At a time when freedom of the press has been challenged by a disquietingly large number of college students, ACTA pays tribute to the memory of a principled and unwavering defender of this core freedom.
James T. Neal died at the age of 95 in Indianapolis, Indiana. He was born on January 5, 1921, and raised primarily in Noblesville, Indiana, where he had a distinguished career in journalism as owner, publisher, and editor of the Noblesville Daily Ledger. He was the third generation of Neals to lead the paper.
Perhaps his most remarkable moment in journalism came in the mid-1960s, when Mr. Neal gained national coverage for defending freedom of the press. In 1965, a local judge had Mr. Neal arrested for writing “a disdainful, despicable, scurrilous and contemptuous article about this court” in his daily column, “County Line.” Rather than back down from his criticism of the judge for his manner of clamping down on traffic violators, Mr. Neal stood firm for three years, until the charges against him were finally dismissed by the Indiana Supreme Court. As the Ledger intoned, “Freedom of the press is not a freedom for newspapers or other news media such as radio and television but for the people themselves.”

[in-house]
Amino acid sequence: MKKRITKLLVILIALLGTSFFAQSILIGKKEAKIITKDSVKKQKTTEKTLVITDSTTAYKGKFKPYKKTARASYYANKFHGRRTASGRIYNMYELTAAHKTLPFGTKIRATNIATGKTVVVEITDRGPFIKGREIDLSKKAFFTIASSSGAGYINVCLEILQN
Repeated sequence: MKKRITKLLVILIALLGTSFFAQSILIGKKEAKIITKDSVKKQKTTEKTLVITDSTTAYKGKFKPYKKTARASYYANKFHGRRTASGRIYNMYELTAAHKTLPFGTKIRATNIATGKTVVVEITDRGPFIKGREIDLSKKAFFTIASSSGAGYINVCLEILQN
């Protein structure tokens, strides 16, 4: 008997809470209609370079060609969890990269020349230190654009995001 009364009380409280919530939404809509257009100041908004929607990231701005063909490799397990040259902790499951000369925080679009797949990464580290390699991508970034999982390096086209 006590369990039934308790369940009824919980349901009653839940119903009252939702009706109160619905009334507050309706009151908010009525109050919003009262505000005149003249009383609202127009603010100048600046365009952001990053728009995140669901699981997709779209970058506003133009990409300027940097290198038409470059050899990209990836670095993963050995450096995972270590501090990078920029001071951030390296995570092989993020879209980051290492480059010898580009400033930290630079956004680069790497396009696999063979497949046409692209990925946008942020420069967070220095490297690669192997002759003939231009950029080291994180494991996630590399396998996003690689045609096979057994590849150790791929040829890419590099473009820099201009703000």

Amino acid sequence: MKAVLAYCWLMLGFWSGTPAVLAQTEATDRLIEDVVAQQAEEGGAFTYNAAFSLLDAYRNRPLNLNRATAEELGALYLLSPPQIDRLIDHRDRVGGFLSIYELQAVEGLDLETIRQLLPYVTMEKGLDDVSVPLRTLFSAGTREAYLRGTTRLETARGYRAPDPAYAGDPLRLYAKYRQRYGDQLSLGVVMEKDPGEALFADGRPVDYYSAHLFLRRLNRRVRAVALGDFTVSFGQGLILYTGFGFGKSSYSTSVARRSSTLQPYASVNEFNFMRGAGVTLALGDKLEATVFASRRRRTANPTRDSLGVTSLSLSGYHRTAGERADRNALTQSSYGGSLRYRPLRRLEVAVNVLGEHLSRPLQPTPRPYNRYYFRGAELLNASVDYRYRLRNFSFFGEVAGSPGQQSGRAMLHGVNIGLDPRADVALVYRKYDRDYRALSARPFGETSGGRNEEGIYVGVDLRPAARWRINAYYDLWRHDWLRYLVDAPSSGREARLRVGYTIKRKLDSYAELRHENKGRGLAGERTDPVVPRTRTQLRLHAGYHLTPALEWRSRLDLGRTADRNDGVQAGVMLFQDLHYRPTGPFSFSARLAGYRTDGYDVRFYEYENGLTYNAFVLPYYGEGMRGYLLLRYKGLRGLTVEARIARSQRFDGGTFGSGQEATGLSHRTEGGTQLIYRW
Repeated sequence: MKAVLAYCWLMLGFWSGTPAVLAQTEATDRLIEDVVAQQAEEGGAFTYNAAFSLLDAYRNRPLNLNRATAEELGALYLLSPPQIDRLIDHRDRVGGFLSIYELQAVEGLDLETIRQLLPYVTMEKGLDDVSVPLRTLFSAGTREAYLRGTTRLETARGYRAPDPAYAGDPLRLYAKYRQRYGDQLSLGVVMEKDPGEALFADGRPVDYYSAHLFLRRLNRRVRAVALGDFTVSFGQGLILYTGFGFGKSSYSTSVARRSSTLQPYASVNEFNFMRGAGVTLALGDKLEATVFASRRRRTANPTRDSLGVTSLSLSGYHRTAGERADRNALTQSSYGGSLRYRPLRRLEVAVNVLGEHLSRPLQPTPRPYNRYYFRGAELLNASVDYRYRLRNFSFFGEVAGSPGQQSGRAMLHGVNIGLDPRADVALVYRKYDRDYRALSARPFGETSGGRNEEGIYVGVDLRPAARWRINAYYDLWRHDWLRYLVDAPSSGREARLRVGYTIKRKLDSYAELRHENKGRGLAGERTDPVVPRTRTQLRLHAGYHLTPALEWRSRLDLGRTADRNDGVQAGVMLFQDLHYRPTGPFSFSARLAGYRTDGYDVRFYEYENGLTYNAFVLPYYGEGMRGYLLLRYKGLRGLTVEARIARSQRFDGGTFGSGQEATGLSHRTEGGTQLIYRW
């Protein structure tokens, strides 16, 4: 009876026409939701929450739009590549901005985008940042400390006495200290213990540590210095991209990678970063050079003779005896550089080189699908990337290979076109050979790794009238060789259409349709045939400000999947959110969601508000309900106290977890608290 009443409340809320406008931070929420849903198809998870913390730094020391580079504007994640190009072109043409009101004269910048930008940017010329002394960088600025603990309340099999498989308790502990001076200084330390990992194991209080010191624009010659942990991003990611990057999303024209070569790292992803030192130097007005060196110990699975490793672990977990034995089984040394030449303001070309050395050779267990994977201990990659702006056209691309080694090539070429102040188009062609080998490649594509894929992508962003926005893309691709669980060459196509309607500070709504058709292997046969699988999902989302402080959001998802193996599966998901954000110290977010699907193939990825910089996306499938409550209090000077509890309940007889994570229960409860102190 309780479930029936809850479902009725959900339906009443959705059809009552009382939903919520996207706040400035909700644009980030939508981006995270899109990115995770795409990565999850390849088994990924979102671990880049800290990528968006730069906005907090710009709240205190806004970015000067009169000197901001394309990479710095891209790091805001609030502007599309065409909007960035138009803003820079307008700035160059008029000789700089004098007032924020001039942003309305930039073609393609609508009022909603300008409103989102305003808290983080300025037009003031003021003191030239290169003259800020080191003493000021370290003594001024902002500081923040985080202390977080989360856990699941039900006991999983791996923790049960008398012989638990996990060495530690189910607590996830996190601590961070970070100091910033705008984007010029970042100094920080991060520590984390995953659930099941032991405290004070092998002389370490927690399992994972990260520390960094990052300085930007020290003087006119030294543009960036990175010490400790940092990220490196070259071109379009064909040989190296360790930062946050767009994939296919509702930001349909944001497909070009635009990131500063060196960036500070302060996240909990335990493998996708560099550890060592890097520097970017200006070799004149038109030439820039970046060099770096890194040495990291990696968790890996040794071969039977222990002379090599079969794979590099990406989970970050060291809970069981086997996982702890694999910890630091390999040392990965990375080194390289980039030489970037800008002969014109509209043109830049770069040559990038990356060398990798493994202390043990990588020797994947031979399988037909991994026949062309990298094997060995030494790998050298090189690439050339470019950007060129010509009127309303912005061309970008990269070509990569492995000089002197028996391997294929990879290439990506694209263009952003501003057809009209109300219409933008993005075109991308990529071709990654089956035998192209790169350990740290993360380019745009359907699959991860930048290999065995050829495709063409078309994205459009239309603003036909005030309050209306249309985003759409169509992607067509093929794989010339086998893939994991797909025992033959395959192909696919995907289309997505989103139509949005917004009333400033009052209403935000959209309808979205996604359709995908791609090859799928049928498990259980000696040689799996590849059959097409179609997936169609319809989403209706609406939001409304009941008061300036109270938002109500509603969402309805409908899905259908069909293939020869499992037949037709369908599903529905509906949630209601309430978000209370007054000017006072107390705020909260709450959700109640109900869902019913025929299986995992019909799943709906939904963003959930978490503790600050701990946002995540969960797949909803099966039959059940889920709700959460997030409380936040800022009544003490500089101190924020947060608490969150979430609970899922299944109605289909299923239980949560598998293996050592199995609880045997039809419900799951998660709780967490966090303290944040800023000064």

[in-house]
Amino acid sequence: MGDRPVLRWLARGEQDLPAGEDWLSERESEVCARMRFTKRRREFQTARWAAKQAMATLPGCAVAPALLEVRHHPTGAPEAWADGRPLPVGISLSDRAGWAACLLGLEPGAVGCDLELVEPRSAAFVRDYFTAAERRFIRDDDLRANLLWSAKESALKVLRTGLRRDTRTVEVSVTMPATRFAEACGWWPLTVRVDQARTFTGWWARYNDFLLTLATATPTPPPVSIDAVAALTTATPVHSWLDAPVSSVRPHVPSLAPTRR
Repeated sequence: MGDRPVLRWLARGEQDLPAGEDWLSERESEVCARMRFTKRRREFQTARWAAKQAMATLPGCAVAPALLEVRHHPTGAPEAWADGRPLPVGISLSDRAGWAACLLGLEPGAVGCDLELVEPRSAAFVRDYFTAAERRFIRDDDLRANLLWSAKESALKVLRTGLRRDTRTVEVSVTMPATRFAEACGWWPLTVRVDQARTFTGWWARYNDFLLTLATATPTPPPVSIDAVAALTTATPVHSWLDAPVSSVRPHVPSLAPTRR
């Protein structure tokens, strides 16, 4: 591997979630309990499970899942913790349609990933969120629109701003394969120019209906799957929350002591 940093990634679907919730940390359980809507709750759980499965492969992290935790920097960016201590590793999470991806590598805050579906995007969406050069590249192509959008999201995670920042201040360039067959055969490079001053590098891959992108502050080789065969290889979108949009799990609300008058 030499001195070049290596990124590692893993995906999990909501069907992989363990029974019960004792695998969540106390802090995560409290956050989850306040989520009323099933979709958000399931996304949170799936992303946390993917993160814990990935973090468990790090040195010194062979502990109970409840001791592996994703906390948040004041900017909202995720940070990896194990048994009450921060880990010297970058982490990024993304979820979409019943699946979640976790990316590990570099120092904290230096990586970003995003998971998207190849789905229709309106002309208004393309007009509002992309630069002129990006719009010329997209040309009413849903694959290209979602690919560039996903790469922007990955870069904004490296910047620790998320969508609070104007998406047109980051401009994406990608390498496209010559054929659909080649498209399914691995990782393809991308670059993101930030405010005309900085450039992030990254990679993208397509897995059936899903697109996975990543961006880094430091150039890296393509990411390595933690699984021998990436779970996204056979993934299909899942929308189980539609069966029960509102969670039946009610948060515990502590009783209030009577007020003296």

James T. Neal is survived by his wife of 63 years, Georgianne Davis Neal, and two daughters, one of whom is ACTA cofounder Anne Neal, whose career in higher education policy carried on the family tradition of defending the First Amendment. His granddaughter, Alexandra Petri, penned a tribute in his memory that describes in detail his “steady dedication to doing what was right.” ACTA extends its deepest sympathy to his family and honors his legacy of civic virtue.
Wall Street Journal, Joseph Rago
Heat Street, Mike Jensen
Chronicle of Higher Education, Fernanda Zamudio-Suaréz
Inside Higher Ed, Doug Lederman
Times Free Press, Beth J Harpaz
Washington Post, Norman Chad